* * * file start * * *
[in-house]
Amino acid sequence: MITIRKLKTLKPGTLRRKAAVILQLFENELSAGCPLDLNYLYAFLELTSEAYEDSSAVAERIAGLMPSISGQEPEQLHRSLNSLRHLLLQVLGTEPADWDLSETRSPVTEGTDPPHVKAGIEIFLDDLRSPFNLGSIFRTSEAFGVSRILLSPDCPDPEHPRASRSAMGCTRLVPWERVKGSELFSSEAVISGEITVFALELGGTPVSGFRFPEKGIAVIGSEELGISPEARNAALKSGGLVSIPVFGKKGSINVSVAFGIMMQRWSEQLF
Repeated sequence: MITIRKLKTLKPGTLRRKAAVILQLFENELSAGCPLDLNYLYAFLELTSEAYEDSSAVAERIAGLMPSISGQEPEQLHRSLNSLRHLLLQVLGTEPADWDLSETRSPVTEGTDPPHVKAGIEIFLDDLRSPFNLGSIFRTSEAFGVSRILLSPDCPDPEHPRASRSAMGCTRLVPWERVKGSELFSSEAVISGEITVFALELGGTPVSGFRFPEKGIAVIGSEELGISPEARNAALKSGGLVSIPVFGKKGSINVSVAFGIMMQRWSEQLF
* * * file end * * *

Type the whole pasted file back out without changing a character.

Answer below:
[in-house]
Amino acid sequence: MITIRKLKTLKPGTLRRKAAVILQLFENELSAGCPLDLNYLYAFLELTSEAYEDSSAVAERIAGLMPSISGQEPEQLHRSLNSLRHLLLQVLGTEPADWDLSETRSPVTEGTDPPHVKAGIEIFLDDLRSPFNLGSIFRTSEAFGVSRILLSPDCPDPEHPRASRSAMGCTRLVPWERVKGSELFSSEAVISGEITVFALELGGTPVSGFRFPEKGIAVIGSEELGISPEARNAALKSGGLVSIPVFGKKGSINVSVAFGIMMQRWSEQLF
Repeated sequence: MITIRKLKTLKPGTLRRKAAVILQLFENELSAGCPLDLNYLYAFLELTSEAYEDSSAVAERIAGLMPSISGQEPEQLHRSLNSLRHLLLQVLGTEPADWDLSETRSPVTEGTDPPHVKAGIEIFLDDLRSPFNLGSIFRTSEAFGVSRILLSPDCPDPEHPRASRSAMGCTRLVPWERVKGSELFSSEAVISGEITVFALELGGTPVSGFRFPEKGIAVIGSEELGISPEARNAALKSGGLVSIPVFGKKGSINVSVAFGIMMQRWSEQLF